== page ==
When you apply for a mortgage, you’ll likely hear terms that are a little foreign to you. One of the most common is the prime loan and subprime loan. Understanding the types of loans can make a huge difference in your choice of mortgage. Because your mortgage loan is probably one of the largest investments you’ll make, it’s important to understand the terms.
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The Prime Loan Defined
A prime loan is one offered by Fannie Mae or Freddie Mac. They are the investors. They purchase these loans on the secondary market. However, they only purchase them if the loans meet their parameters. This is where ‘prime’ comes into play.
A prime borrower has the following characteristics in common:
- Good credit score – Usually over 680
- Low debt ratio – Usually 28% housing ratio and 36% total debt ratio maximum
- Stable employment – Usually for the last 2 years
- Increasing income over the last 2 years
What’s the Benefit of the Prime Mortgage Loan?
Prime mortgage loans are for the borrowers with good qualifying factors. In return for their low risk, lenders provide low-interest rates and closing costs. They usually start at the lowest rates available on the market, but may have some adjustments made based on your actual qualifying factors.
In short, prime loans are more affordable and have terms that are more favorable for borrowers. It’s the tradeoff lenders offer as a result of the borrower being ‘low risk.’ Just what makes a borrower low risk? We uncover that below.
Making Yourself a Low Risk Borrower
If you look at how a mortgage works, you’ll see the risk lenders undertake. Let’s say you borrow $300,000 for a period of 30 years. That means the lender is out a large portion of that money for the better part of 30 years. They will see small principal payments and a small stream of income from the interest, but it takes a long time for them to get a large portion of the funds back.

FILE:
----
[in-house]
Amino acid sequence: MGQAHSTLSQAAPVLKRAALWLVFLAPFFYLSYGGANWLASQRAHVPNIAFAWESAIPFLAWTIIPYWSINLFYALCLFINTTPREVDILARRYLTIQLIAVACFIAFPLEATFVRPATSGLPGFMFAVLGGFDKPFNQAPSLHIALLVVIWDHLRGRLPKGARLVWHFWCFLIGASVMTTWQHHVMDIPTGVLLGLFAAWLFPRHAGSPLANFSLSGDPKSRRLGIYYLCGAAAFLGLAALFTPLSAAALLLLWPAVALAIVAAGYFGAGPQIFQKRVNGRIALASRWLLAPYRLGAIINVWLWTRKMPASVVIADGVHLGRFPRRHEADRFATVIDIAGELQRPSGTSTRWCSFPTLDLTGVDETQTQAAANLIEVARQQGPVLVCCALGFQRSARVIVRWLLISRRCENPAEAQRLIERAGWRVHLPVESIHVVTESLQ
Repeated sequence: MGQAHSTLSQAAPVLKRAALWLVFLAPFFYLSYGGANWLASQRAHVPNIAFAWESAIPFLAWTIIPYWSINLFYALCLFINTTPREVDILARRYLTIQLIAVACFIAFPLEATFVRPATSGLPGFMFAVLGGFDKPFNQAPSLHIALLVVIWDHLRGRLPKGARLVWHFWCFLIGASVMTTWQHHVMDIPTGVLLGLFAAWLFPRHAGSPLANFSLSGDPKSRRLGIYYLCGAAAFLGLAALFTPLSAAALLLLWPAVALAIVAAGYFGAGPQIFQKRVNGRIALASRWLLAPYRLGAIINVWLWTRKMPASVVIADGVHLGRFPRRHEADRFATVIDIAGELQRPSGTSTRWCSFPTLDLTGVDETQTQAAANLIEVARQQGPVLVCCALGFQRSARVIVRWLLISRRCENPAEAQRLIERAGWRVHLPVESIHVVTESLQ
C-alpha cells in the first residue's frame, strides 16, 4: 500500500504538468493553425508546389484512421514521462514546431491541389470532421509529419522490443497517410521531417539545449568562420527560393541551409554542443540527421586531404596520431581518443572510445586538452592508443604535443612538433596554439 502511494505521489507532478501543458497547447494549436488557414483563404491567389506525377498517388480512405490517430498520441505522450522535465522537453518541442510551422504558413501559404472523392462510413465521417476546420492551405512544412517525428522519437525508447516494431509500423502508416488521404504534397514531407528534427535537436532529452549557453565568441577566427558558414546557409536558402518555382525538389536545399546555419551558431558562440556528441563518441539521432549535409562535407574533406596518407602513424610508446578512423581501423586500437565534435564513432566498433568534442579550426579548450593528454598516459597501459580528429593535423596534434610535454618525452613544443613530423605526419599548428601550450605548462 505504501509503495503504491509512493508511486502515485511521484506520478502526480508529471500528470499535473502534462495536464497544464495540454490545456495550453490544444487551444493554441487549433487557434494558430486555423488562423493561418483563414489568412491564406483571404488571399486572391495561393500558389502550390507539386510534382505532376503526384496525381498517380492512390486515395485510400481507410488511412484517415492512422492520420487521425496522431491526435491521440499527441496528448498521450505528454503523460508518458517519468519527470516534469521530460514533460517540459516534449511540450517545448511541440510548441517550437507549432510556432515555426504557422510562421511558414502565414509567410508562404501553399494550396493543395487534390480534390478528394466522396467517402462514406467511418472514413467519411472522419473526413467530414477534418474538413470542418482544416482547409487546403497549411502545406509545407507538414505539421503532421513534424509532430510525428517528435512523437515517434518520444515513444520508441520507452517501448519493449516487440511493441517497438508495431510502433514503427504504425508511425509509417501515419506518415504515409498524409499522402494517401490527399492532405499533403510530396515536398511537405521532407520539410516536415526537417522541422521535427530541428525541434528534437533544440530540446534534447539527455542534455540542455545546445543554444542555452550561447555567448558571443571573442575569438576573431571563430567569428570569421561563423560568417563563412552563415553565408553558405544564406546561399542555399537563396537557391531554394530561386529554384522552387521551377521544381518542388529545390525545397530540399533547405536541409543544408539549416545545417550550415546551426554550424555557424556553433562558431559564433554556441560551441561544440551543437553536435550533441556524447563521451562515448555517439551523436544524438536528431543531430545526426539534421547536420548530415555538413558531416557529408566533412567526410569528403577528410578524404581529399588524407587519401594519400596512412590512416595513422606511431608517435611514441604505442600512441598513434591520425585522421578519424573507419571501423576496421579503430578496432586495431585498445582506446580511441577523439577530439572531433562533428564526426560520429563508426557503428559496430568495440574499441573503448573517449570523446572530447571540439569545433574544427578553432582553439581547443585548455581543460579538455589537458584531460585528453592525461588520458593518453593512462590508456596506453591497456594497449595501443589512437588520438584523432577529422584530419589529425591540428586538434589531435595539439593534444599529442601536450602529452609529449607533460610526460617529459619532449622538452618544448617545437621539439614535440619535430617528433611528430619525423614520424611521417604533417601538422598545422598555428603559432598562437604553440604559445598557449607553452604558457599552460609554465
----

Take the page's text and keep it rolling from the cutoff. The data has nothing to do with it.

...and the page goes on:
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In order to be a low risk borrower, you must show the lender you are
financially responsible. You can do this by:
- Keeping your credit score high
- Avoiding late payments on your credit report
- Keeping your debts to a minimum
- Don’t overextend your amount of revolving debt compared to your available balance
- Keeping a steady job
- Keeping an eye on the deductions you take on your taxes if you are self-employed or work on commission
- Putting down a large down payment
- Saving enough money to sit in your savings or other investment vehicles to serve as reserves
Borrowers that fit these qualifications will likely get the best terms on their mortgage.
Fannie Mae and
Freddie Mac will only purchase loans from borrowers that pose little risk, as is done with any of these factors.
The Available Prime Loans
Typically, when you ask for a prime loan, you’ll be offered the 30-year fixed loan. You pay back the full loan amount over a period of 30 years, interest included. However, there are other options as well:
- 15, 20, or 25-year fixed rate mortgages
- 30-year adjustable rate mortgages
The 15, 20, or 25-year fixed rate mortgage works just like the 30-year fixed. The rate remains unchanged for the term of the loan. The only difference is the amount of time you have to pay back the loan. Lower terms mean higher payments.
The 30-year adjustable rate mortgages feature a rate that changes over time. Let’s say you took a 3/1 ARM. You would have a fixed, introductory rate for the first 3 years of the loan. After that point, the rate could adjust on an annual basis. The
rate is determined by the chosen margin and index. The lender adds the pre-determined margin to the index at the time of the rate change. The rate can go up or down, but it does have ‘floors’ and ‘ceilings’ to help keep it from changing too drastically.
Whether you can secure a prime loan depends on your factors as well as those of the market. When the market is busy, lenders may get a little more restrictive with their guidelines. They don’t have to fight the competition for loans, so they can be choosy when it comes to taking risks. If the market is slow, however, lenders may get a little looser with their guidelines. For example, they may allow slightly lower credit scores than they would require during high demand times.
In the end, a prime loan may suit you best if you have the qualifying factors. You’ll have access to the market’s lowest interest rates and fees. If you can’t get a prime mortgage, though, don’t worry. There are many other subprime loans out there that still offer favorable terms for borrowers today.
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